IPCC Fourth Assessment Report: Climate Change 2007
Climate Change 2007: Working Group III: Mitigation of Climate Change

10.6 Long-term considerations and sustainable development

10.6.1 Municipal solid waste management

GHG emissions from waste can be effectively mitigated by current technologies. Many existing technologies are also cost effective; for example, landfill gas recovery for energy use can be profitable in many developed countries. However, in developing countries, a major barrier to the diffusion of technologies is lack of capital – thus the CDM, which is increasingly being implemented for landfill gas recovery projects, provides a major incentive for both improved waste management and GHG emission reductions. For the long term, more profound changes in waste management strategy are expected in both developed and developing countries, including more emphasis on waste minimization, recycling, re-use and energy recovery. Huhtala (1997) studied optimal recycling rates for municipal solid waste using a model that included recycling costs and consumer preferences; results suggested that a recycling rate of 50% was achievable, economically justified and environmentally preferable. This rate has already been achieved in many countries for the more valuable waste fractions such as metals and paper (OECD, 2002b).

Decisions for alternative waste management strategies are often made locally; however, there are also regional drivers based on national regulatory and policy decisions. Selected waste management options also determine GHG mitigation options. For the many countries which continue to rely on landfilling, increased utilization of landfill CH4 can provide a cost-effective mitigation strategy. The combination of gas utilization for energy with biocover landfill cover designs to increase CH4 oxidation can largely mitigate site-specific CH4 emissions (Huber-Humer, 2004; Barlaz et al., 2004). These technologies are simple (‘low technology’) and can be readily deployed at any site. Moreover, R&D to improve gas-collection efficiency, design biogas engines and turbines with higher efficiency, and develop more cost-effective gas purification technologies are underway. These improvements will be largely incremental but will increase options, decrease costs, and remove existing barriers for expanded applications of these technologies.

Advances in waste-to-energy have benefited from general advances in biomass combustion; thus the more advanced technologies such as fluidized bed combustion with emissions control can provide significant future mitigation potential for the waste sector. When the fossil fuel offset is also taken into account, the positive impact on GHG reduction can be even greater (e.g., Lohiniva et al. 2002; Pipatti and Savolainen 1996; Consonni et al. 2005). High cost, however, is a major barrier to the increased implementation of waste-to-energy. Incineration has often proven to be unsustainable in developing countries – thus thermal processes are expected to be primarily (but not exclusively) deployed in developed countries. Advanced combustion technologies are expected to become more competitive as energy prices increase and renewable energy sources gain larger market share.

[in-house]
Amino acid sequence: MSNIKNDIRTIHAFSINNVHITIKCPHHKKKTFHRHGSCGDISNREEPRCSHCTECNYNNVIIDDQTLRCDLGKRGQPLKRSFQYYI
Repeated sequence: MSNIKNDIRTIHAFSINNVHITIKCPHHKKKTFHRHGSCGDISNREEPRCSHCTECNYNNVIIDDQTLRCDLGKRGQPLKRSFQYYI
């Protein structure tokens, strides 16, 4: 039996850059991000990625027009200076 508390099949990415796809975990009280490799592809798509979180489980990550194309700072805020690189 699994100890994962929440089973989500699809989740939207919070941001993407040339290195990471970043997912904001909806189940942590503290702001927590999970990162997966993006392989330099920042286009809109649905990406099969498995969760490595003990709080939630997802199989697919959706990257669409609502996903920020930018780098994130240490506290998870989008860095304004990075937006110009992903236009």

Anaerobic digestion as part of MBT, or as a stand-alone process for either wastewater or selected wastes (high moisture), is expected to continue in the future as part of the mix of mature waste management technologies. In general, anaerobic digestion technologies incur lower capital costs than incineration; however, in terms of national GHG mitigation potential and energy offsets, their potential is more limited than landfill CH4 recovery and incineration. When compared to composting, anaerobic digestion has advantages with respect to energy benefits (biogas), reduced process times and reduced volume of residuals; however, as applied in developed countries, it typically incurs higher capital costs. Projects where mixed municipal waste was anaerobically digested (e.g., the Valorga project) have been largely discontinued in favour of projects using specific biodegradable fractions such as food waste. In some developing countries such as China and India, small-scale digestion of biowaste streams with CH4 recovery and use has been successfully deployed for decades as an inexpensive local waste-to-energy strategy – many other countries could also benefit from similar small-scale projects. For both as a primary wastewater treatment process or for secondary treatment of sludges from aerobic processes, anaerobic digestion under higher temperature using thermophilic regimes or two-stage processes can provide shorter retention times with higher rates of biogas production.

Regarding the future of up-front recycling and separation technologies, it is expected that wider implementation of incrementally-improving technologies will provide more rigorous process control for recycled waste streams transported to secondary markets or secondary processes, including paper and aluminium recycling, composting and incineration. If analysed within an LCA perspective, waste can be considered a resource, and these improvements should result in more advantageous material and energy balances for both individual components and urban waste streams as a whole. For developing countries, provided sufficient measures are in place to protect workers and the local environment, more labour-intensive recycling practices can be introduced and sustained to conserve materials, gain energy benefits and reduce GHG emissions. In general, existing studies on the mitigation potential for recycling yield variable results because of the differing assumptions and methodologies applied; however, recent studies (i.e., Myllymaa et al., 2005) are beginning to quantitatively examine the environmental benefits of alternative waste strategies, including recycling.